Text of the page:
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Restaurants Use Menu Psychology to Make You Spend More Money: Here Are 7 Techniques to Avoid Being Suckered

What would you rather order? A $10 bowl of mac-and-cheese or a $12 four-cheese baked pasta skillet topped with artisanal breadcrumbs?

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That Ethical, Sustainable Chocolate You Love? It May Be a Fraud

Ten percent of products in the food and drink category are "adulterated or mislabeled," according to a new study by Ecovia Intelligence, an ethical product research firm. Seafood, parmesan cheese, Kobe beef, herbal tea—all of these products were investigated and outed as oft-disguised and mis-marketed in Larry Olmstead’s 2016 food fraud expose, "Real Food/Fake Food: Why You Don’t Know What You’re Eating and What You Can Do About It." 

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Don't Be Fooled by These 12 Foods With Really Tricky Names

"What’s in a name?” Shakespeare once asked. Well, everything. Food-wise, when it comes to names, the particular label or nickname an ingredient or dish carries can mean the difference between enjoying your meal or being repulsed by testicles when you really wanted seafood. Naming mistakes can also lead you to miss out on the treats of the world, like Russia’s herring in furs (?!).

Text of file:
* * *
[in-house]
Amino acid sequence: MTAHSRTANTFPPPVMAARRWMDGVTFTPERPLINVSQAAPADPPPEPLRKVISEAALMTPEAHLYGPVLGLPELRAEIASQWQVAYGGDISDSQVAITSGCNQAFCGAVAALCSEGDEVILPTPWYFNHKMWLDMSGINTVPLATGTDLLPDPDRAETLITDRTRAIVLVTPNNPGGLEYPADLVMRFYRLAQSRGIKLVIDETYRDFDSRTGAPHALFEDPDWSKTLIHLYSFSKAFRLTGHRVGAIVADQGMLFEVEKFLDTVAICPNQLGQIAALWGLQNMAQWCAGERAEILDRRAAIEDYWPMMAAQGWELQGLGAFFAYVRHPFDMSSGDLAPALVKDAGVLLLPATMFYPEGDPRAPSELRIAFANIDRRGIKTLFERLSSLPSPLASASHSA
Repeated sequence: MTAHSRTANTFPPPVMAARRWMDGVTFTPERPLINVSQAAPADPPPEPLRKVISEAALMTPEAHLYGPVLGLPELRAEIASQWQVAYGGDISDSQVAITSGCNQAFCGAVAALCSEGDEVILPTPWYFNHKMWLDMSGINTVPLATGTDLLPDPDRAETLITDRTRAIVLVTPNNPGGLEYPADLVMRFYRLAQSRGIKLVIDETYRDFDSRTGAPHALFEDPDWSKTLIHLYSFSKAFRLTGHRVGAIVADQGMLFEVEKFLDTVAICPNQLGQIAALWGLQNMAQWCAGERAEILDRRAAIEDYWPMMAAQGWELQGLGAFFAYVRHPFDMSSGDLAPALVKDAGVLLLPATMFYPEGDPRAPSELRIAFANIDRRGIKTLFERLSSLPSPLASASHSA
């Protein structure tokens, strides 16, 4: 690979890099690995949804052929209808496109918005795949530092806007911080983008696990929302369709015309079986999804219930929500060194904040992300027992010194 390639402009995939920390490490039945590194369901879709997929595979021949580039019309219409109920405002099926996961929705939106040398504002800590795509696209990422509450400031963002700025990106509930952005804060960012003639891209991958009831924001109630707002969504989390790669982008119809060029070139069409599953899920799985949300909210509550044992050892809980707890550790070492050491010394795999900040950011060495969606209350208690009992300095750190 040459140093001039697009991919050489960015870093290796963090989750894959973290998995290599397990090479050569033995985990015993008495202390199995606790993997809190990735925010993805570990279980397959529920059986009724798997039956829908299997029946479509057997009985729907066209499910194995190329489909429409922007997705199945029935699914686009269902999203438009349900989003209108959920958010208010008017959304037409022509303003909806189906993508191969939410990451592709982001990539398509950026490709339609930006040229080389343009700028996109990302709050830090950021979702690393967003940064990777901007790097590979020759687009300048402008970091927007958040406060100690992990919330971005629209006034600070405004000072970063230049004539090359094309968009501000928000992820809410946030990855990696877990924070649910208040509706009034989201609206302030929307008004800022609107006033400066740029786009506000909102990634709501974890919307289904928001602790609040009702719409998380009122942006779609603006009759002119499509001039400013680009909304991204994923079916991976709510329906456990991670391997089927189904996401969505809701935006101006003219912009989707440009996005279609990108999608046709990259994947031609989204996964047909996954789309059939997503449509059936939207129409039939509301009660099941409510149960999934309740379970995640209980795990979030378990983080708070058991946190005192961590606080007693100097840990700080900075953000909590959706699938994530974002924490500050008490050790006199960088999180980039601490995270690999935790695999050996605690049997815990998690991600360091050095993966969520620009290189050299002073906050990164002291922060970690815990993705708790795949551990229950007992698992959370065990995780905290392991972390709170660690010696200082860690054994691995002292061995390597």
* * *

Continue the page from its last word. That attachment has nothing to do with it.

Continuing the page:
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12 Foods Chefs Never Order at a Restaurant

If anyone knows what to order at restaurants, it's chefs. Taking menus from their imaginative stages to physical manifestations on plates, chefs are experts on what to order in a way that those of us who have never managed a kitchen may never be.

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Do You Really Need a Meal Kit in a Box Delivered to Your Doorstep?